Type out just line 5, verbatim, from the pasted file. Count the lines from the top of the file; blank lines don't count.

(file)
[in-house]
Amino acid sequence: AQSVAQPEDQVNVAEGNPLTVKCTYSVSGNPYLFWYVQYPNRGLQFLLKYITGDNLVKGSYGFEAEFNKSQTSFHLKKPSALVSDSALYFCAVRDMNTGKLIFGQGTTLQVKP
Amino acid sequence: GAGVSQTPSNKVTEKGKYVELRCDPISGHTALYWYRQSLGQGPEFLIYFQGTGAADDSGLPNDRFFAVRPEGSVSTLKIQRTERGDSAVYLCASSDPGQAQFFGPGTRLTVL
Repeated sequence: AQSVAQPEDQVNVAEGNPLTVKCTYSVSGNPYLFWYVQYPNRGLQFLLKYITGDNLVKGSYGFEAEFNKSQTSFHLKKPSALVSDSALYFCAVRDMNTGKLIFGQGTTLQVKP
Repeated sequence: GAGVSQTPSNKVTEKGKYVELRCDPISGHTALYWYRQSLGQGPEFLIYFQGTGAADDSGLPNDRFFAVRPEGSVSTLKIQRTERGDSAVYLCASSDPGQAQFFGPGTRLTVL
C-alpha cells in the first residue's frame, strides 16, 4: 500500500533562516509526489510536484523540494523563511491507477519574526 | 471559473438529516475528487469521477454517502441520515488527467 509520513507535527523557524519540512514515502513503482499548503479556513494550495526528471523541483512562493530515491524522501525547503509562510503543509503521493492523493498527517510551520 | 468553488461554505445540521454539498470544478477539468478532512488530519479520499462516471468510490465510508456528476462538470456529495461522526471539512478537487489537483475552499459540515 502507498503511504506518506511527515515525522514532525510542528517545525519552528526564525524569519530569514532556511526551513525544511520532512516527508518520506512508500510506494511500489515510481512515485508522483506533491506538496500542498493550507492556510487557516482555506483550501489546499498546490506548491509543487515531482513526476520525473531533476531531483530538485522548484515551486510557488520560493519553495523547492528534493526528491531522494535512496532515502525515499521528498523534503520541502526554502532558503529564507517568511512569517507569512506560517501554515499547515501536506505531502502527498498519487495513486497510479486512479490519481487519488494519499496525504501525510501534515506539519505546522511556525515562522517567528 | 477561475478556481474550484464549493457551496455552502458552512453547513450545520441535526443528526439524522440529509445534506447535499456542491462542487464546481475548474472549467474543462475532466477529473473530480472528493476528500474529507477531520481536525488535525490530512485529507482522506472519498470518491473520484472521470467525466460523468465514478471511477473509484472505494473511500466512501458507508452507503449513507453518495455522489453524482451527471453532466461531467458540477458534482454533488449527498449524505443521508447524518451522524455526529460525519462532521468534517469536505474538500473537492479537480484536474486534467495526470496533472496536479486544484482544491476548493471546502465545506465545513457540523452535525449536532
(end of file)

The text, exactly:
Repeated sequence: GAGVSQTPSNKVTEKGKYVELRCDPISGHTALYWYRQSLGQGPEFLIYFQGTGAADDSGLPNDRFFAVRPEGSVSTLKIQRTERGDSAVYLCASSDPGQAQFFGPGTRLTVL